5 reasons to make your own social community

First, let's clarify that when we say "make your own" social community, we mean make an inviting place for your existing community to come together.  Everyone has a community, after all (whether they recognize it or not).  

 

They might be scattered across several different Facebook groups, they might be hanging out in a Twitter chat hashtag, they might only be meeting at a friends house on Thursday nights.  They might be running into each other at an annual convention or taking a class together.  But there are a lot of reasons you might want to entice them over to your place.

 

Here are five good reasons to create an online community.

 

hand_aidanmorgan

 

1. Search Engine Optimization

When you keep your community at arms length, away from your website, you give up a fantastic opportunity to gain authority with search engines.  Content posted to Facebook gives Mark Zuckerburg SEO "juice," not you.

 

2. Privacy

For certain online communities, privacy and security are paramount. Counseling, legal, and health service organizations often need to provide an environment away from prying eyes, where conversation can flow naturally without fear of exposure.

 

3. Control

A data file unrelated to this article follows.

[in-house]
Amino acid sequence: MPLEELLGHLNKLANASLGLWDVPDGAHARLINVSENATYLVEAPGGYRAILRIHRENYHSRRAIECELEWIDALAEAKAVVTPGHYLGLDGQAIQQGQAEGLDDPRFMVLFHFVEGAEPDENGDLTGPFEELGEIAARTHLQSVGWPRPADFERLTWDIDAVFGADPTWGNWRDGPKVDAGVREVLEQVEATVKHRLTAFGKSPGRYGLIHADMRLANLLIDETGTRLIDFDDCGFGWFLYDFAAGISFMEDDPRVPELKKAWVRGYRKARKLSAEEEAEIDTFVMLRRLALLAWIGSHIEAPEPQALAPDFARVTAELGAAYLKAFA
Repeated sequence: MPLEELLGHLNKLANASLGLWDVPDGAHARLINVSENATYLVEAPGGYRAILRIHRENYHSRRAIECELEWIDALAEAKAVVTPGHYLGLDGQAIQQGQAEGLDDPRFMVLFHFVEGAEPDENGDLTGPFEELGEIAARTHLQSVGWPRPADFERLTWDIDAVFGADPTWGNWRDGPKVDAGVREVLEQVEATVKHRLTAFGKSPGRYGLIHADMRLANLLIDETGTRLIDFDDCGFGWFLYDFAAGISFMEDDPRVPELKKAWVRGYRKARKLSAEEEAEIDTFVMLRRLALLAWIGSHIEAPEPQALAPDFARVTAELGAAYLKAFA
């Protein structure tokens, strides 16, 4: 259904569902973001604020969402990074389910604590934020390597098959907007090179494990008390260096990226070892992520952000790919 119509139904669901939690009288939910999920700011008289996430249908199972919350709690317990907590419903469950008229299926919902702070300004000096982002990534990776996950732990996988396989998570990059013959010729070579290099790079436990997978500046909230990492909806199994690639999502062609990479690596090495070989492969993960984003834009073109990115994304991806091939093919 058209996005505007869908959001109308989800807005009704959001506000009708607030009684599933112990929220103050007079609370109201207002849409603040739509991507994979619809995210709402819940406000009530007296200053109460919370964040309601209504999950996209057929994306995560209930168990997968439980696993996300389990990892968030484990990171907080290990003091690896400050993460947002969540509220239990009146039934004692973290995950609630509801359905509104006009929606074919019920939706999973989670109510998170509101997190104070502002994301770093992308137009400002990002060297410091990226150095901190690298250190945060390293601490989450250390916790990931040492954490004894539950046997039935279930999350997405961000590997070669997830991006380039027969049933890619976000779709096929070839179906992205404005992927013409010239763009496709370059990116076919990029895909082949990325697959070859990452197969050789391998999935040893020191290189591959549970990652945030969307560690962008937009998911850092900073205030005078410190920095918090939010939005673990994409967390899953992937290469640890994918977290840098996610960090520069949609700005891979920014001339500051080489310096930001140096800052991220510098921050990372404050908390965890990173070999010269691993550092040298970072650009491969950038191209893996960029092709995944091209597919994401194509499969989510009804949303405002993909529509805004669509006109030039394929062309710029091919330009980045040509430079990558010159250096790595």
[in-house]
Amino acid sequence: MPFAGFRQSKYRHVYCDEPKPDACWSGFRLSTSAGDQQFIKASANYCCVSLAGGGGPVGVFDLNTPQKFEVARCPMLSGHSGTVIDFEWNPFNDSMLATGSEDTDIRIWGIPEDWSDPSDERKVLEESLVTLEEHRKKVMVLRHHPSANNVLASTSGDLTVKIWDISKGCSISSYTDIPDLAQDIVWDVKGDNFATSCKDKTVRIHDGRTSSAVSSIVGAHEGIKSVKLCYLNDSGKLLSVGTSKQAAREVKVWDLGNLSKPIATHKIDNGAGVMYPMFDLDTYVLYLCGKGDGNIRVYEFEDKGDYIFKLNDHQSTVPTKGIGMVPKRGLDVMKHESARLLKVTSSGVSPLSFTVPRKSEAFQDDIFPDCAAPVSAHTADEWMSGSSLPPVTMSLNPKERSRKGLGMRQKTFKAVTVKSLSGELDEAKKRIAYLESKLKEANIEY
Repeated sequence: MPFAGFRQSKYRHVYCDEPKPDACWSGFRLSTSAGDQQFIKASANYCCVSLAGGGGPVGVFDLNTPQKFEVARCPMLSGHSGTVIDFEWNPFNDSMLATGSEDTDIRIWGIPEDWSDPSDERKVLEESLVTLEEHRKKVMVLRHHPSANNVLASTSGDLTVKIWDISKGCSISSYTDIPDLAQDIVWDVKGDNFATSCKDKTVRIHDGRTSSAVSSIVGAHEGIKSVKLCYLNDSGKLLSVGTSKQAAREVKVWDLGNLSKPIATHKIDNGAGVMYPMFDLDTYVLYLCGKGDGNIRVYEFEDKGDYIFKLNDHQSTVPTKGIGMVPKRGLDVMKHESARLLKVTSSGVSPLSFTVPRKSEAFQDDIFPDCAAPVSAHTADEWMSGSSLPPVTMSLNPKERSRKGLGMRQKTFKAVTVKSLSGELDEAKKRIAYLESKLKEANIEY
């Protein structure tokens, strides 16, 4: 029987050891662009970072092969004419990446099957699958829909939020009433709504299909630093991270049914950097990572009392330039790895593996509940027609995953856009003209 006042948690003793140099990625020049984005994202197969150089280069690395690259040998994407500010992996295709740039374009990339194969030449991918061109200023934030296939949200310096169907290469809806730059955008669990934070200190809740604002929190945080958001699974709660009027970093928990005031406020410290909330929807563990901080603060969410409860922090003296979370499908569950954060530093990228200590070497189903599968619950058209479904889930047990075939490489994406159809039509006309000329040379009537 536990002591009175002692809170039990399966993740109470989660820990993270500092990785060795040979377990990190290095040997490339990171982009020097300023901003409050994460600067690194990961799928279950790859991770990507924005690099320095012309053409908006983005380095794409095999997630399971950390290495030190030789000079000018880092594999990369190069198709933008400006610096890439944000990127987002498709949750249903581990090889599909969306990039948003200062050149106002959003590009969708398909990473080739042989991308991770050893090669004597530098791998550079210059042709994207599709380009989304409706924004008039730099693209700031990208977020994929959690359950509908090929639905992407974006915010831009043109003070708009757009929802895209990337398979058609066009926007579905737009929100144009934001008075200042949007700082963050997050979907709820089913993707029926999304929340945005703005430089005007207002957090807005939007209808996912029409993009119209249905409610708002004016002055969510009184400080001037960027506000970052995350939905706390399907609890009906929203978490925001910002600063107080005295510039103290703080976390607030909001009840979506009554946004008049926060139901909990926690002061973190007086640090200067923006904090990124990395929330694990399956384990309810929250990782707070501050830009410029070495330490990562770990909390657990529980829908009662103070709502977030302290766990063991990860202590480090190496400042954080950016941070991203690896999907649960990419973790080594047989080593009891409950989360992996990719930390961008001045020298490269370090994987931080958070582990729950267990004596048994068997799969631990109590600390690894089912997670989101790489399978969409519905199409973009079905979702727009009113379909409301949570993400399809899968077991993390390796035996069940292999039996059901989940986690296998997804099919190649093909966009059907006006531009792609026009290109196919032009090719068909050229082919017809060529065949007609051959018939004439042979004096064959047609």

Your own community platform can be customized to suit your branding, personality, and community character.  You get a chance to host the discussions around your topic.  If you cede your social conversation to the Internet at large, you may not get to participate in the dialogue.

 

4. Integration

When you are providing a helpful, engaging platform on your own turf, you have the chance to integrate your messaging.  In the crazy noise of the web, your site can become an oasis of useful information, nicely pulled together in one place.

 

5. Customer Service

Would you invite an honored guest over to someone else's house? No, you would roll out the red carpet at your own home. Building your own social community is one way to ensure that your customer experience is seamless and delight-inducing.

 

One final thought.  Try calling Facebook for support if something goes wrong.  Go ahead, I'll wait...

 

 

Image: aidanmorgan, Flickr.com

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